From the personal information of 11.9 million Quest Diagnostics patients being stolen to a data breach at U.S. Customs and Border Protection, here we round up the latest in data security and privacy news.
Patients’ Personal and Financial Information Stolen in Quest Diagnostics Data Breach
Quest Diagnostics, a laboratory testing provider, disclosed last week that a third-party vendor suffered a breach in which the personal information of 11.9 million Quest patients was stolen. The stolen data included patient names, dates of birth, addresses, Social Security numbers, phone numbers, dates of service, care providers, and credit card and bank account information.
Quest’s systems were not directly affected by the security incident, rather it was a third-party billing provider, American Medical Collection Agency (AMCA), that was compromised. An “unauthorized user” had access to AMCA’s systems for nine months, from August 2018 through March 2019. In a statement, the company said that it does not believe that laboratory test results were exposed. A class action lawsuit has already been filed against Quest, seeking $5 million in damages related to the breach.
This latest breach is reminiscent of the breach at Anthem in 2014, the largest hack of medical data, when the records of 79 million customers were stolen. Anthem eventually settled with victims for $115 million. Financial data handled by insurance and billing companies is extremely lucrative for hackers and continues to be a prime target. There were more than 363 data breaches in the medical sector alone last year, according to the Identity Theft Resource Center.
While these companies are being targeted more and more by hackers, they have yet to take the steps necessary to protect their customers’ data as witnessed by a string of high profile breaches that has left millions of consumers vulnerable to financial fraud and phishing attacks. For information on how to protect your identity and fight against fraud, make sure you check out our latest step-by-step guide to help you improve your cybersecurity hygiene.
LabCorp Data Breach Affected 7.7 Million Customers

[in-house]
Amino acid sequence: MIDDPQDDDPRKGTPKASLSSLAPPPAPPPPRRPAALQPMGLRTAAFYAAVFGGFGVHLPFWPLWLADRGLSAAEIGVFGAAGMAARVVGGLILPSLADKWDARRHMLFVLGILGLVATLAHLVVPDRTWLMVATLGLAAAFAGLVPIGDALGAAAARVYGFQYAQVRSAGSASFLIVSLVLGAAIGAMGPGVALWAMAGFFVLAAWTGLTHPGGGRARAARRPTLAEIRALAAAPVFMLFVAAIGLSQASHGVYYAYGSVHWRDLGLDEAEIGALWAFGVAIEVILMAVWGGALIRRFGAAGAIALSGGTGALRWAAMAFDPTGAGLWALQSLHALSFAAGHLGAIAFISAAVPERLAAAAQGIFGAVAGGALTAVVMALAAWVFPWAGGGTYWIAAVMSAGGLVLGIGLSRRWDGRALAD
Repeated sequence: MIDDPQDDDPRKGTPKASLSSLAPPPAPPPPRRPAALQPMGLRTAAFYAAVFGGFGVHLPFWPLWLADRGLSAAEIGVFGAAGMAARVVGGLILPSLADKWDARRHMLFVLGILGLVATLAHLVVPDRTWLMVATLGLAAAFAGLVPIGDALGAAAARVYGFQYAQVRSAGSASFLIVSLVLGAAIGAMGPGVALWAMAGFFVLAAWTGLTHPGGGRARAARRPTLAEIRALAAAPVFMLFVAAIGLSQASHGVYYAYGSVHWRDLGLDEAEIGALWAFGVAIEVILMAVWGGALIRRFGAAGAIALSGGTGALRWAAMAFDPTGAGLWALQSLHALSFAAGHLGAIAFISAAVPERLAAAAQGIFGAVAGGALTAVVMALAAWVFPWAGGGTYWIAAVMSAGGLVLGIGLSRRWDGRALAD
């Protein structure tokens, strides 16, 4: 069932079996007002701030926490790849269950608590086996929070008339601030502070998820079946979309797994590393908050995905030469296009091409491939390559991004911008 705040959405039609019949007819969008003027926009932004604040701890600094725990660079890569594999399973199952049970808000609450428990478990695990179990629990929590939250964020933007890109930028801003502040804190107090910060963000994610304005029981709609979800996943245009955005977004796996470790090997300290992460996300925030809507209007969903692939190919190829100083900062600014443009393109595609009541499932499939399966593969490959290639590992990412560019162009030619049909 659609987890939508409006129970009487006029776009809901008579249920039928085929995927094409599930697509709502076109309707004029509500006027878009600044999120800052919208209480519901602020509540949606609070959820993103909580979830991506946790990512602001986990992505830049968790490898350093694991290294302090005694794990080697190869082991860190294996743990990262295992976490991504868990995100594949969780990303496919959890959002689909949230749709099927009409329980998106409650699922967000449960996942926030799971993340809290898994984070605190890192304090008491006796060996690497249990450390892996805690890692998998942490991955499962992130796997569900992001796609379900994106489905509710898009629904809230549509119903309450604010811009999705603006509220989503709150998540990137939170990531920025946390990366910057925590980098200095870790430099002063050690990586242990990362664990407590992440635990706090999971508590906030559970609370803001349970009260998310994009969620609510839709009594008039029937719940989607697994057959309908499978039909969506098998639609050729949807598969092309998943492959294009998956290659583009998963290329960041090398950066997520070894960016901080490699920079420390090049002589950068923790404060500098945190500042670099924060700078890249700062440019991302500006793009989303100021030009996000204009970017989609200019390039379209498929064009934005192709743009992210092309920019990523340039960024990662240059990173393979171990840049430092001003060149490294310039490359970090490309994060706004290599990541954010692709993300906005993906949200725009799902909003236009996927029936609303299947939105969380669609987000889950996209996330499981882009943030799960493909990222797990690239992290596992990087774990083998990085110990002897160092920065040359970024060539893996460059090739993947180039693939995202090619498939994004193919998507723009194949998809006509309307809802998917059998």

On the heels of the Quest disclosure, it was revealed American Medical Collection Agency exposed the personal and financial data of 7.7 million LabCorp customers in the breach as well, bringing the total number of patients affected to 19.6 million.
In a filing with the U.S. Securities and Exchange Commission (SEC), LabCorp said, “AMCA’s affected system included information provided by LabCorp. That information could include first and last name, date of birth, address, phone, date of service, provider, and balance information. AMCA’s affected system also included credit card or bank account information that was provided by the consumer to AMCA.”
AMCA is in the process of sending notices to approximately 200,000 LabCorp customers whose bank account or credit card information was compromised. Those 200,000 customers are now at high risk of financial fraud. If you believe you have been involved in either the LabCorp or Quest breach or have received a notice, you should alert your bank and credit card providers and place a freeze on your credit report with the credit bureaus.
Also, be on the lookout for sophisticated phishing emails, in which fraudsters pose as credible sources by using private information in an attempt to get you to give up even more valuable information such as your Social Security number or passwords to financial accounts, usually by directing you to enter sensitive information on a fake website setup to look like a legitimate site.
U.S. Customs and Border Protection Data Breach
U.S. Customs and Border Protection (CBP) has disclosed that photos of people traveling in and out of the United States were stolen in a “malicious cyberattack”, as reported by TechCrunch last week. A CBP spokesperson told TechCrunch that the attack affected less than 100,000 travelers who passed through a single land border over the course of a month and a half.
In a statement, the agency said that it “learned that a subcontractor, in violation of CBP policies and without CBP’s authorization or knowledge, had transferred copies of license plate images and traveler images collected by CBP to the subcontractor’s company network” and that the agency’s networks were not affected. According to cybersecurity experts, it is possible that the true severity of the breach is much greater than what CBP has said, as the agency has collected fingerprints, facial data, and even social-media account information from travelers in the past.
The breach comes as governments around the world are facing scrutiny for a wide-range of invasive surveillance practices, from the use of biometric data in India and China to the proliferation of advanced facial recognition technology at law enforcement agencies in the US. As governments hoover up data at an alarming rate, they pose an acute risk to citizens in the increasingly likely event their systems are compromised.
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